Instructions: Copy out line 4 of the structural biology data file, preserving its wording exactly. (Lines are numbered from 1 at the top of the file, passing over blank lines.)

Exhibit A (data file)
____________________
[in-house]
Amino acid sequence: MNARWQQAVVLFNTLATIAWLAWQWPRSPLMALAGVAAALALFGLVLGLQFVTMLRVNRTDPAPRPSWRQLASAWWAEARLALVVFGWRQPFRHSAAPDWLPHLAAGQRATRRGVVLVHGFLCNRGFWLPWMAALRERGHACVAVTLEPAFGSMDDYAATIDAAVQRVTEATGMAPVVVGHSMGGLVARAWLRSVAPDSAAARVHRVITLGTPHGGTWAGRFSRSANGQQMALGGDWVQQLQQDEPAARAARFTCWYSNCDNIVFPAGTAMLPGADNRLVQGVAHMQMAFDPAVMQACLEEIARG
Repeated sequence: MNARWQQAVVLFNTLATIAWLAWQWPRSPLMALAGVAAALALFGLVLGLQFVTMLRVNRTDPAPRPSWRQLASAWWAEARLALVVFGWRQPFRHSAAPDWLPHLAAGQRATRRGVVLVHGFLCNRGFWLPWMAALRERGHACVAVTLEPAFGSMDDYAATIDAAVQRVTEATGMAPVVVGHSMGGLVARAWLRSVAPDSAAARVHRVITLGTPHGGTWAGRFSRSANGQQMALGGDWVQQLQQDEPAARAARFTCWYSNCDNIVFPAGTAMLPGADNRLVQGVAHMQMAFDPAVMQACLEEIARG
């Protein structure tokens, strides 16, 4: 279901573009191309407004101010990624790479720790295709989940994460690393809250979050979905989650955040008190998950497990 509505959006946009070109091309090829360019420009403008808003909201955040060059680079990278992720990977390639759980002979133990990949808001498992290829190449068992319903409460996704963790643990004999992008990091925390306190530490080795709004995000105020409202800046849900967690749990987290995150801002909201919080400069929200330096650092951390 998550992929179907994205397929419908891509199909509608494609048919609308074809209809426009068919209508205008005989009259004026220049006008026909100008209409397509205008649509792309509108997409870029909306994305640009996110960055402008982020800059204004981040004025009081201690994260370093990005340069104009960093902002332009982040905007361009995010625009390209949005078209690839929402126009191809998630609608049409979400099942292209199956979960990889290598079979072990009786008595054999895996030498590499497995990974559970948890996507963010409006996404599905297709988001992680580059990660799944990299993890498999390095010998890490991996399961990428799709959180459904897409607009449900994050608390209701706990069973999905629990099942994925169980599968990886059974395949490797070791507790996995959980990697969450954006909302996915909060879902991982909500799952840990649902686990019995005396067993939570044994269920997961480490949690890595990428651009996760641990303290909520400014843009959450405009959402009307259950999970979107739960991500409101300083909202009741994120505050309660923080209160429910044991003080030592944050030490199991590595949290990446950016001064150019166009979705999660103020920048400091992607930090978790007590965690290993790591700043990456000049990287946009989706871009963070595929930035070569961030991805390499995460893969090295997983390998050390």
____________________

């Protein structure tokens, strides 16, 4: 279901573009191309407004101010990624790479720790295709989940994460690393809250979050979905989650955040008190998950497990 509505959006946009070109091309090829360019420009403008808003909201955040060059680079990278992720990977390639759980002979133990990949808001498992290829190449068992319903409460996704963790643990004999992008990091925390306190530490080795709004995000105020409202800046849900967690749990987290995150801002909201919080400069929200330096650092951390 998550992929179907994205397929419908891509199909509608494609048919609308074809209809426009068919209508205008005989009259004026220049006008026909100008209409397509205008649509792309509108997409870029909306994305640009996110960055402008982020800059204004981040004025009081201690994260370093990005340069104009960093902002332009982040905007361009995010625009390209949005078209690839929402126009191809998630609608049409979400099942292209199956979960990889290598079979072990009786008595054999895996030498590499497995990974559970948890996507963010409006996404599905297709988001992680580059990660799944990299993890498999390095010998890490991996399961990428799709959180459904897409607009449900994050608390209701706990069973999905629990099942994925169980599968990886059974395949490797070791507790996995959980990697969450954006909302996915909060879902991982909500799952840990649902686990019995005396067993939570044994269920997961480490949690890595990428651009996760641990303290909520400014843009959450405009959402009307259950999970979107739960991500409101300083909202009741994120505050309660923080209160429910044991003080030592944050030490199991590595949290990446950016001064150019166009979705999660103020920048400091992607930090978790007590965690290993790591700043990456000049990287946009989706871009963070595929930035070569961030991805390499995460893969090295997983390998050390």